Trailblazing pioneer, uncompromising executive, cunning businessman–the co-founder of Apple Inc. was a man of many labels. Screenwriter Aaron Sorkin chronicles them all in his latest cinematic masterpiece, “Steve Jobs.”
The film is a loose adaptation of an authorized biography of the same name written by former CNN and Time executive Walter Isaacson in 2011. In a recent interview with the “Today Show,” Sorkin stressed the unique nature of his own project.
“Walter Isaacson is a tremendous journalist, but it’s his job to be objective,” he said. “It’s my job to be subjective…It is … the difference between a painting and a photograph.”
Though critics are also quick to point out the disparity between the two, one thing everyone seems to agree on is that Jobs was a man both exceedingly brilliant and unflinchingly cruel. Contributing to this juxtaposing impression is Alex Gibney’s documentary, “Steve Jobs: The Man in the Machine,” which was released prior to the film and features a more critical view of its late subject.
Unfortunately, I ended up watching Gibney’s documentary just before I was able to see Sorkin’s film. I was consequently somewhat cynical and ended up spending all of the movie just waiting for the fictive Jobs’ darker moments.
Although Sorkin does attempt to show us a more humanistic depiction of Jobs, the tech leader’s failings are on prominent display. The effect is a poignant and engaging and somewhat hard to believe at times – study of one of the greatest technological innovators of our time.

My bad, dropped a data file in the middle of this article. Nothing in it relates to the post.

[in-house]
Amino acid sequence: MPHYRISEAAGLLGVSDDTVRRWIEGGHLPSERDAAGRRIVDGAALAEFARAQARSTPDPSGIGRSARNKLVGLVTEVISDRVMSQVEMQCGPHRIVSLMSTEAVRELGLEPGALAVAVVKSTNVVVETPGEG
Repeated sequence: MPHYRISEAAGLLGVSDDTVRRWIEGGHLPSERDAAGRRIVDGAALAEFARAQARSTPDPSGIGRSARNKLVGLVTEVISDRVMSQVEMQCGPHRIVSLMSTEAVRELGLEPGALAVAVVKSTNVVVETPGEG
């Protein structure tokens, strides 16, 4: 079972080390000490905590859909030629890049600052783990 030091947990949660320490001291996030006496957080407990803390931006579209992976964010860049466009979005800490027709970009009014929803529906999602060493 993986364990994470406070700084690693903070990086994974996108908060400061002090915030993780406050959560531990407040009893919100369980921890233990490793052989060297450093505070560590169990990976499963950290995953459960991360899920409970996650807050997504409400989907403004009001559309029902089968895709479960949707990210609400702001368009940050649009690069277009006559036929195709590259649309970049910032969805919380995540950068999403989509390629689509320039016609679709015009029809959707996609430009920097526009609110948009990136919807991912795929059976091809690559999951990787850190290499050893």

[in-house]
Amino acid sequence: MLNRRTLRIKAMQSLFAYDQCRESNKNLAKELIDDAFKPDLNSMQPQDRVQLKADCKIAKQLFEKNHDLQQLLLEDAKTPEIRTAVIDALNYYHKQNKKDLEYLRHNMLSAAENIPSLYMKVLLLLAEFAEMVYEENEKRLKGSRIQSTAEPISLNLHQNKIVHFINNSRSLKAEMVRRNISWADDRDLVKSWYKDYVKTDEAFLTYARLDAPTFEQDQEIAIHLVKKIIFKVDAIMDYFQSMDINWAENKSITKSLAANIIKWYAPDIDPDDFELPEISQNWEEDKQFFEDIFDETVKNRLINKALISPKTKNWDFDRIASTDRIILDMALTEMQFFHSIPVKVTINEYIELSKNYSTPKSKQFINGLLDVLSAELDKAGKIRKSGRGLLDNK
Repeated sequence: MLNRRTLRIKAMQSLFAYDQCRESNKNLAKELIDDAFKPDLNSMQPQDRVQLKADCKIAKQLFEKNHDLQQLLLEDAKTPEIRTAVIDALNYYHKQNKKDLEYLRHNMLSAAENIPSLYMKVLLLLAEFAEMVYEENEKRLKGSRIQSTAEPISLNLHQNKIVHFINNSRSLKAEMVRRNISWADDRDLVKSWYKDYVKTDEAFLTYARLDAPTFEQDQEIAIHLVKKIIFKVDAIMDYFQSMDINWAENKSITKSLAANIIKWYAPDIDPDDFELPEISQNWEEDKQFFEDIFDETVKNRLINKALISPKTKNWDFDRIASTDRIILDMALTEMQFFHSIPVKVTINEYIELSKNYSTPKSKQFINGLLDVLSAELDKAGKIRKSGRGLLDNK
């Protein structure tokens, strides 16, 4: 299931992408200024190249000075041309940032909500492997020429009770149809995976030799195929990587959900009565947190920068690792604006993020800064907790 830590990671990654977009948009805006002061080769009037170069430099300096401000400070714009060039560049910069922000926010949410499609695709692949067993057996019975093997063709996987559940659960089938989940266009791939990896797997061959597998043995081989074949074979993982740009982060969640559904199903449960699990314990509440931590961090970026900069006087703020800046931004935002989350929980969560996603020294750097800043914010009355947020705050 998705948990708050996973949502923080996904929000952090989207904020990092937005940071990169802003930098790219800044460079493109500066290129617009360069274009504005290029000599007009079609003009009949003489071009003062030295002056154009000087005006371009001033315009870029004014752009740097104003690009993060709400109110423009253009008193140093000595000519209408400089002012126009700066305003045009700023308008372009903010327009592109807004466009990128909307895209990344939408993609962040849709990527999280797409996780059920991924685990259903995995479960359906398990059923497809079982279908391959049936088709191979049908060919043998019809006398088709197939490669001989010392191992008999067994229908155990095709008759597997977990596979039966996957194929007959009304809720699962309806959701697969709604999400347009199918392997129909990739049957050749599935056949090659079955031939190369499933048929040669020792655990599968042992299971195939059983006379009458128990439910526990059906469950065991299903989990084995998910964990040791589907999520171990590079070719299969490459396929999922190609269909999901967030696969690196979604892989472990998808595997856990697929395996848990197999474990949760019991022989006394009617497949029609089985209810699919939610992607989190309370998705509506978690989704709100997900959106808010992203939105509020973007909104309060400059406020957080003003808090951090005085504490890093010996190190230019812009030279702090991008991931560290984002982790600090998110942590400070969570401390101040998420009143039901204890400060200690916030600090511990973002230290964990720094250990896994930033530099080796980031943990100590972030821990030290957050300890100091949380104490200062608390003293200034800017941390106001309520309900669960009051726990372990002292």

The film is split into three 45-minute acts that take place in 1984, 1988 and 1998. Each coincides with an iconic product launch – the Macintosh, the NeXT Computer and the iMac. Although it tends to gloss over factual particulars when it comes to the computers, “Steve Jobs” more than makes up for it with an engaging plot line and intriguing and timely visual effects.
Additionally, the film features a star-studded cast. Despite looking nothing like Jobs, Michael Fassbender shines in the title role, effectively capturing every contradictory nuance of the late CEO’s personality. Seth Rogen holds his own as Apple’s often overlooked and under-appreciated co-founder Steve Wozniak. Kate Winslet delivers powerfully as Mac team member and “work wife” Joanna Hoffman. Other notable cast and crew members include Jeff Daniels, Katherine Waterston, Sarah Snook and composer Daniel Pemberton – who provides the perfect soundtrack to Sorkin’s fast-paced tour de force.
In the end, my only real complaint is that Sorkin’s portrayal ends up being almost a little too optimistic.
It was difficult not to like Jobs throughout the entirety of the movie, even when he should have been somewhat unlikeable. Furthermore, the ending was far from realistic. Though I understood Sorkin’s need to honor Jobs’ memory with a more humanistic approach that lent itself to hope, I did wish he would have kept things at least somewhat believable.
Nevertheless, “Steve Jobs” is a pretty good movie when taken out of context and without any knowledge of its subject on the subject of Steve Jobs.